While their adversaries were divided by differences of principle and without leaders of real eminence, the Whigs stood as one man on the principles of the Revolution and produced great leaders who carried them into effect. They submitted with admirable discipline to the guidance of a knot of great nobles, to the houses of Bentinck, Manners, Campbell, and Cavendish, to the Fitzroys and Lennoxes, the Russells and Grenvilles, families whose resistance to the Stuarts, whose share in the Revolution, whose energy in setting the line of Hanover on the throne, gave them a claim to power. It was due yet more largely to the activity with which the Whigs devoted thenselves to the gaining and preserving an ascendency in the House of Commons. The support of the commercial classes and of the great towns was secured not only by a resolute maintenance of public credit, but by the special attention which each ministry paid to questions of trade and finance. Peace and the reduction of the land-tax conciliated the farmers and the landowners, while the Jacobite sympathies of the bulk of the squires, and their consequent withdrawal from all share in politics, threw even the representation of the shires for a time into Whig hands.
Of the county members, who formed the less numerous but the weightier part of the lower House, nine-tenths were for some years relatives and dependents of the great Whig families. Nor were coarser means of controlling Parliament neglected. The wealth of the Whig houses was lavishly spent in securing a monopoly of the small and corrupt constituencies which made up a large part of the borough representation. It was spent yet more unscrupulously in parliamentary bribery. Corruption was older than Walpole or the Whig Ministry, for it sprang out of the very transfer of power to the House of Commons which had begun with the Restoration. The transfer was complete, and the House was supreme in the State; but while freeing itself from the control of the Crown, it was as yet imperfectly responsible to the people. It was only at election time that a member felt the pressure of public opinion. The secrecy of parliamentary proceedings, which had been needful as a safeguard against royal interference with debate, served as a safeguard against interference on the part of constituencies. This strange union of immense power with absolute freedom from responsibility brought about its natural results in the bulk of members.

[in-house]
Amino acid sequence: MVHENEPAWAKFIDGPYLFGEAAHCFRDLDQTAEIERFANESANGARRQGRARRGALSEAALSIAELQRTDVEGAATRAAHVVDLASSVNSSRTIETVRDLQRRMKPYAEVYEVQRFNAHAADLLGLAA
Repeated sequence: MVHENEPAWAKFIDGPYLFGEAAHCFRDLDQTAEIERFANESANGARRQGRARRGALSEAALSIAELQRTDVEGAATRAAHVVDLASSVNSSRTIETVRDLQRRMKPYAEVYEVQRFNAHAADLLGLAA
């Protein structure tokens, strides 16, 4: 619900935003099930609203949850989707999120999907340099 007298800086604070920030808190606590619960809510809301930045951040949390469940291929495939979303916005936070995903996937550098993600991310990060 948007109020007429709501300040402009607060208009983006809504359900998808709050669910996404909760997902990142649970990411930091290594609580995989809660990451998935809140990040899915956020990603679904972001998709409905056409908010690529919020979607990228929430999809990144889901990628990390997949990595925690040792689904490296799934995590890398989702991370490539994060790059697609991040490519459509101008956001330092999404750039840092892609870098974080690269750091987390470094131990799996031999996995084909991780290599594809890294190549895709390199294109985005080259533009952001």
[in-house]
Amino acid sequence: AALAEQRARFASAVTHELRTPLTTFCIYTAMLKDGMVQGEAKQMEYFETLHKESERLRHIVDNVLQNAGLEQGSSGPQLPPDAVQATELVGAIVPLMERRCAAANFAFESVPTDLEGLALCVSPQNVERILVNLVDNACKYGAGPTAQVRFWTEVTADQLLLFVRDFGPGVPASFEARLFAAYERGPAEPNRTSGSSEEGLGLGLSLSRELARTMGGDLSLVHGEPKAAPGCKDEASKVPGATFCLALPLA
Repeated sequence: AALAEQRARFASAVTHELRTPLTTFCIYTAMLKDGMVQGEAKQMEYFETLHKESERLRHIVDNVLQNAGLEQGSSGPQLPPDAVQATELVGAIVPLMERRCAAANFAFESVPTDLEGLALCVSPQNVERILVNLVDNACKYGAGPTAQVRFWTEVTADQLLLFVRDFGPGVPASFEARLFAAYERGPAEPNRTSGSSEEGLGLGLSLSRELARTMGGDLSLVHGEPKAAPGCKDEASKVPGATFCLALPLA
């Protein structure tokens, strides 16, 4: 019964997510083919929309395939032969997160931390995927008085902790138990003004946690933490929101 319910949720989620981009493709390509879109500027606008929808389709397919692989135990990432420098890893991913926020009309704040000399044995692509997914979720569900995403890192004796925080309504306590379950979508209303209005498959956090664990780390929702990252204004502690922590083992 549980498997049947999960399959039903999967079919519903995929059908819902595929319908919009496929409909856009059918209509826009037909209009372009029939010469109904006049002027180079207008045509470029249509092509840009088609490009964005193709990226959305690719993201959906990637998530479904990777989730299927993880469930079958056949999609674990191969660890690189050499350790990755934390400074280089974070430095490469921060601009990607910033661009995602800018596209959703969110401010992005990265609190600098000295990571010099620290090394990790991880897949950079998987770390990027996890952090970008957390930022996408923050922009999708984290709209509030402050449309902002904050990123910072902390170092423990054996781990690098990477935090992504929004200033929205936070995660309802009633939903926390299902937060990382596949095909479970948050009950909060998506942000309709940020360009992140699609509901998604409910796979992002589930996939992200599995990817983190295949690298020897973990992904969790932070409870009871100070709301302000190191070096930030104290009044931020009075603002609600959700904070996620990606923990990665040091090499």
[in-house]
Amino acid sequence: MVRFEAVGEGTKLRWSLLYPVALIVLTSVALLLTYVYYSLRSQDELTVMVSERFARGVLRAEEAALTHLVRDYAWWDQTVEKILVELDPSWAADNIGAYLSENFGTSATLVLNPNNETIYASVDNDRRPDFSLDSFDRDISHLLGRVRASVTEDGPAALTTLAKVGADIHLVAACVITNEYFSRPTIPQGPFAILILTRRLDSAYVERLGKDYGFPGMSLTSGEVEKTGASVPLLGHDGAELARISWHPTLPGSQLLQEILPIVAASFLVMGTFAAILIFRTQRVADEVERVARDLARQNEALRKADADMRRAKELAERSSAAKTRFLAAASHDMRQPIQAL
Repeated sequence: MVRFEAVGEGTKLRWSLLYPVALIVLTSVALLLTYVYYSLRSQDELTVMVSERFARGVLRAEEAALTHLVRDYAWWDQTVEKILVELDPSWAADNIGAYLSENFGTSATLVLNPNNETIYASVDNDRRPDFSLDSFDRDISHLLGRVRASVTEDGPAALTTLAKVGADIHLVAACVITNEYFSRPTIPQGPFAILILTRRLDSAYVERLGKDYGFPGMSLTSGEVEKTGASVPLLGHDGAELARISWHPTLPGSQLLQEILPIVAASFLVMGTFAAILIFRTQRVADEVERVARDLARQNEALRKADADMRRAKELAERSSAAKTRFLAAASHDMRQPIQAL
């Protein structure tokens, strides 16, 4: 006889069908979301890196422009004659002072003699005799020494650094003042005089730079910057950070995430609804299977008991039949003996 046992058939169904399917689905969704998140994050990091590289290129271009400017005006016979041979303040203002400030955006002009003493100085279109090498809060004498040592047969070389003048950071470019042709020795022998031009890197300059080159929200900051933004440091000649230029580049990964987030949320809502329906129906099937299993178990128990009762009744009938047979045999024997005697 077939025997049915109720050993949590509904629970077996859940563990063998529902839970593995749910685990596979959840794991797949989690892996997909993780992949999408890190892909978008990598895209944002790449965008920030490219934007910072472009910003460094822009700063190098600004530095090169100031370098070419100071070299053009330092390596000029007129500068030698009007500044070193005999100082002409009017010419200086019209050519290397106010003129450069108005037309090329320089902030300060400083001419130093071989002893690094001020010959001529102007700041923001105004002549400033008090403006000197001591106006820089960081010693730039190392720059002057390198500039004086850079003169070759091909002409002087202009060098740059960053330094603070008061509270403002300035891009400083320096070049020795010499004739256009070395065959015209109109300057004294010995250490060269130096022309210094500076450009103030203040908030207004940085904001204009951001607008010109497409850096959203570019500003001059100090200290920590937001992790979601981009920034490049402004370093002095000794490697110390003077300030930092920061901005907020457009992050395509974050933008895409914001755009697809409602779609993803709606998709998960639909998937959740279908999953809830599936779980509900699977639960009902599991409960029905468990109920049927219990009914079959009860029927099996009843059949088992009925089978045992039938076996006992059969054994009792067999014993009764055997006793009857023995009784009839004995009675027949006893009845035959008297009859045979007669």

A vote was too valuable to be given without recompense; and parliamentary support had to be bought by places, pensions, and bribes in hard cash. But dexterous as was their management, and compact as was their organization, it was to nobler qualities than these that the Whigs owed their long rule over England. They were true throughout to the principles on which they had risen into power, and their unbroken administration converted those principles into national habits. Before their long rule was over, Englishmen had forgotten that it was possible to persecute for difference of opinion, or to put down the liberty of the press, or to tamper with the administration of justice, or to rule without a Parliament.